Ecotourism is a new travel trend for people who are concerned about their impact on the environment and the world around them.
The trend promotes travel to “relatively undisturbed natural areas, to enjoy and appreciate nature,” according to the International Union for Conservation of Nature. This type of tourism has a low impact on the environment and promotes conservation.
Ecotourism works in favor of both the traveler and locals.
The tourist gets a much more authentic experience. Instead of crowded “must-see” places, they go to sites that are off the radar and rich in natural beauty.
The locals see more money spent at their small businesses. Rather than visiting the tourist and corporate-owned attractions, locally-owned places get the business.
Ecotourism has emerged after the negative effects of tourism became evident. Countries without a system to keep up with a large tourism industry suffered the most.
Costa Rica could be the best example of ecotourism’s promise.
As a small, lesser-developed country, Costa Rica wasn’t ready for it’s allure to tourists. Visitors then started spending more time at the national parks and wildlife reserves, rather than hotels and resorts. This kind of travel then spreads the wealth between the government and locals.
Some of the world’s most popular destinations might need this kind of tourism to survive.
The Great Barrier Reefs of Australia have been decimated by environmental changes. It ranges over 100,000 square miles, but the negative impact has spread to 93 percent of the reef.
This could lead to the destruction of the entire reef, possibly affecting half a billion people around the world.
Travelers must keep in mind that just because you are traveling in nature, does not mean you are participating in ecotourism. Even trips to natural attractions can be harmful to the environment.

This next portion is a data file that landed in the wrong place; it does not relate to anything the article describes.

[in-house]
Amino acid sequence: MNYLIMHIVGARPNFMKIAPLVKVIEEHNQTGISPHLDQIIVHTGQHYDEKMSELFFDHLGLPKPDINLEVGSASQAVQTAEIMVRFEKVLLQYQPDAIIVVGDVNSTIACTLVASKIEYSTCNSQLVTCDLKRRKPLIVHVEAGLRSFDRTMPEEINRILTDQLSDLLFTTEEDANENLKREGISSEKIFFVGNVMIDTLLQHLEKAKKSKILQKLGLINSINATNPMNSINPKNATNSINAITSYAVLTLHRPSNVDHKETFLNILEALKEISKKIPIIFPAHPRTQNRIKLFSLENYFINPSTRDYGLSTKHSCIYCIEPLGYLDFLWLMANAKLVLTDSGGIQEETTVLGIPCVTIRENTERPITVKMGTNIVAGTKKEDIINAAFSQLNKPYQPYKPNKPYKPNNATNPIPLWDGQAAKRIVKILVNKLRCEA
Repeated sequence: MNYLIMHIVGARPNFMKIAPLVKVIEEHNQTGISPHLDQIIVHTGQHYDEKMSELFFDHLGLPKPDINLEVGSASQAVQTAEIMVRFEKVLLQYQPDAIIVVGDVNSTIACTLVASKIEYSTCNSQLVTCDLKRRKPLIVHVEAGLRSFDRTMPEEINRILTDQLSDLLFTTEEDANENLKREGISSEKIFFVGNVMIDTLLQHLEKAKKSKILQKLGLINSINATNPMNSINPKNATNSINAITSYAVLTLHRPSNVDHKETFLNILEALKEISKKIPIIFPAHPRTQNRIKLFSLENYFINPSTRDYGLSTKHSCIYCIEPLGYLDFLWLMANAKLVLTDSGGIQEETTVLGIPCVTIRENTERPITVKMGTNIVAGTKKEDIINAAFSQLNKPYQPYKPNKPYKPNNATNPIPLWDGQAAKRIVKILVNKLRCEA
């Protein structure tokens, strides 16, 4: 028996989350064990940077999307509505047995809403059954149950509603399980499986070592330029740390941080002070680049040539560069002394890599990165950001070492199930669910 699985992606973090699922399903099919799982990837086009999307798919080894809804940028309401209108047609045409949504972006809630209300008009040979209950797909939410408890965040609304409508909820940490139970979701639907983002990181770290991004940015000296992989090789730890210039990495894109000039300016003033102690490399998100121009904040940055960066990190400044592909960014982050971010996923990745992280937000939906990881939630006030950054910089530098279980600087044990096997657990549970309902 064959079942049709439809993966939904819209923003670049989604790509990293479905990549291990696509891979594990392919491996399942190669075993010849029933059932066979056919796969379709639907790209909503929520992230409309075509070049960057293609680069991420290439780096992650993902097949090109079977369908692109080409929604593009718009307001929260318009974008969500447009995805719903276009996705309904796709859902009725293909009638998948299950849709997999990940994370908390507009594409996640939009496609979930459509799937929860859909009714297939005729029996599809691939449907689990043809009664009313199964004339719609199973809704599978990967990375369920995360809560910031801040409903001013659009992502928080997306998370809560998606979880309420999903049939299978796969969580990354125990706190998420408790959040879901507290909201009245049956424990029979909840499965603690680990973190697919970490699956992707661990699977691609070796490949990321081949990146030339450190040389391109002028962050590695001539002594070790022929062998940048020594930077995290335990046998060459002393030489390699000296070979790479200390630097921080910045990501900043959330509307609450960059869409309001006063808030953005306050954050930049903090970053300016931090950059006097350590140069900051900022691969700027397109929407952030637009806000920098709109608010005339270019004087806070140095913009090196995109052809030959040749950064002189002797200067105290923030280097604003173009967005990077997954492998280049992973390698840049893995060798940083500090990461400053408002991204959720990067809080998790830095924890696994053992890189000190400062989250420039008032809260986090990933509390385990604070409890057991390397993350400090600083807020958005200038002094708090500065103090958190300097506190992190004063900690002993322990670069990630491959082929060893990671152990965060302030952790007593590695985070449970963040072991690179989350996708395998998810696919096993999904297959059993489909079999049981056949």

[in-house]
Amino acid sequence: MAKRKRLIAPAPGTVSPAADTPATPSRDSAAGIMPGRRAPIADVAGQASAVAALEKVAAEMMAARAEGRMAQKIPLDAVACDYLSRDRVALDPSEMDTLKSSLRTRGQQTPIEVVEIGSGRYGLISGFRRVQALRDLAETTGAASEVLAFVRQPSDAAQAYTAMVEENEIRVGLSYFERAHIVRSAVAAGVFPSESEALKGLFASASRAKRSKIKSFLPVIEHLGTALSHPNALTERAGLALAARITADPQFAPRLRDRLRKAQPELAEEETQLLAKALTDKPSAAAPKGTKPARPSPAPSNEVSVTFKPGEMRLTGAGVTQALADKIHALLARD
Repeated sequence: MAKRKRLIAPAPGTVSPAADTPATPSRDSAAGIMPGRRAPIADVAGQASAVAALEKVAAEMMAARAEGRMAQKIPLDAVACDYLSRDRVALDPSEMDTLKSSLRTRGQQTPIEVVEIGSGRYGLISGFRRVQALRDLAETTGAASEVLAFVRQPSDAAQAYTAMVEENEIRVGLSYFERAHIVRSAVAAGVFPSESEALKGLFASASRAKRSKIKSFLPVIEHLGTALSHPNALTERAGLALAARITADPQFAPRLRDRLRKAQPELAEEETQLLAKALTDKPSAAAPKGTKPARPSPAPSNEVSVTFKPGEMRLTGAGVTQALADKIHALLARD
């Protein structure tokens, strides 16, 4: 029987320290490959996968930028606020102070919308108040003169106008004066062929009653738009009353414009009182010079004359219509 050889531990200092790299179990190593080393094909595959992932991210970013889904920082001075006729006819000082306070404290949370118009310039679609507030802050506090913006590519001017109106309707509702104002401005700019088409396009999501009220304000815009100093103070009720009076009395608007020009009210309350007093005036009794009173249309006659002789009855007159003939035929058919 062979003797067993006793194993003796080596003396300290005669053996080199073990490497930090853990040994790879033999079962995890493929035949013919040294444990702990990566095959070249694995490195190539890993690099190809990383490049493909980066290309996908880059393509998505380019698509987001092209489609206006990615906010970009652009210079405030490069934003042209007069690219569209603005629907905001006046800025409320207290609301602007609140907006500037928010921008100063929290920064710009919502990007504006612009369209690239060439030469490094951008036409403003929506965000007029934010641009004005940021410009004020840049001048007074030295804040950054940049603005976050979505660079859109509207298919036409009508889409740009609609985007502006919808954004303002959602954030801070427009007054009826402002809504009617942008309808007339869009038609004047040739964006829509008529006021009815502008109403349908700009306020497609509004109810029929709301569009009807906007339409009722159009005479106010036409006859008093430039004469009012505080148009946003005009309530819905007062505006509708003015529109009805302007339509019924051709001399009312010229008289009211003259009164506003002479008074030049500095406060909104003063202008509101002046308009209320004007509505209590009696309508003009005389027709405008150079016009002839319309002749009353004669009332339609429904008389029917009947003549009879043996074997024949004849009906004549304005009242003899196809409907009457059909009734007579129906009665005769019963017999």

Ecotourism is more than avoiding negative, or even neutral environmental effects while you travel. Ecotourism can be broken down in these main goals/outcomes:
- Promoting cultural and environmental awareness
- Giving positive impacts for locals and travelers
- Finances directly help conservation efforts and locals
- Traveling causes minimal impact to your surroundings
Where Should I Go for Ecotourism?
The concept may be relatively new, but some destinations have gone all in on ecotourism. Whether it’s rules from the government or the many natural options, these places are ideal for responsible travel.
As mentioned before, Costa Rica has become a leader in ecotourism. Travelers are rich with natural options like their rainforests, volcanoes and beaches.
With both local and government support, Costa Rican travel can have a positive impact on the environment.
The Monteverde Cloud Forest Reserve is considered a model for ecotourism. Heavy mist resembles clouds at ground level that cover the forest. The forest is home to thousand of species and offers zipline and canopy tours that maintain the environment.
Norway isn’t new to sustainable living. The country has long practiced and advocated for a lifestyle that’s good for the environment. The government supports this standard by limiting hunting, fishing and oil drilling.
The Norwegian Fjords are considered one of the best ecotourism spots in the world. The country’s environmental standards help keep the fjords beautiful. The region is full of snowy mountains and clear waterfalls that look straight out of a National Geographic.
Even beyond ecotourism, Iceland is a growing tourist destination.
The island is covered in rivers, mountains and fjords. Local groups and even the government ask that travelers reduce their carbon footprint to maintain these sites. Even a country considered the cleanest energy consumer in the world needs help to reduce its impact on the environment.
Reykjavik has plenty of ecotourism options. The Goecco Eco Tours might be the best, offering two-day tours into icy caves.
Botswana is rich in African wildlife and options for minimal impact on the environment. Hunting isn’t even allowed in the country, as the government outlawed the practice in 2014.
There are many environmentally friendly resorts located in the wilderness. Many of the safaris even include camping on the grounds rather than the large resorts.
Open for more than 50 years, Chobe Game Lodge has improved greatly in conservation. The lodge creates very little waste, recycling and processing most of the trash. The nearby wildlife is also a draw, as it’s home to one of the country’s greatest elephant populations.
Written for Passport Health by Kaitlyn Luckow. Kaitlyn is a freelance writer, photographer and English teacher in Milwaukee. She has a passion for capturing and writing other people’s stories. You can find her at sayhellostory.com.